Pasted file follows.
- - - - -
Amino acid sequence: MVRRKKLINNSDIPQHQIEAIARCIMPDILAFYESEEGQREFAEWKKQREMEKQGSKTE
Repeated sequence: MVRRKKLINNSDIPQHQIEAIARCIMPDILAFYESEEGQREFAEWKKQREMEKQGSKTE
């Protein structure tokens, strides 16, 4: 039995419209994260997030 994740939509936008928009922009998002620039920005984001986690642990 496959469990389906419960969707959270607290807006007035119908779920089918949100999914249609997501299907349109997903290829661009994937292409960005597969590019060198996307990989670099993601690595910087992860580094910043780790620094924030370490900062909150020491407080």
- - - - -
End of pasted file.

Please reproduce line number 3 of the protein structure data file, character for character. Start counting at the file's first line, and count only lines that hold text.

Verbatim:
């Protein structure tokens, strides 16, 4: 039995419209994260997030 994740939509936008928009922009998002620039920005984001986690642990 496959469990389906419960969707959270607290807006007035119908779920089918949100999914249609997501299907349109997903290829661009994937292409960005597969590019060198996307990989670099993601690595910087992860580094910043780790620094924030370490900062909150020491407080």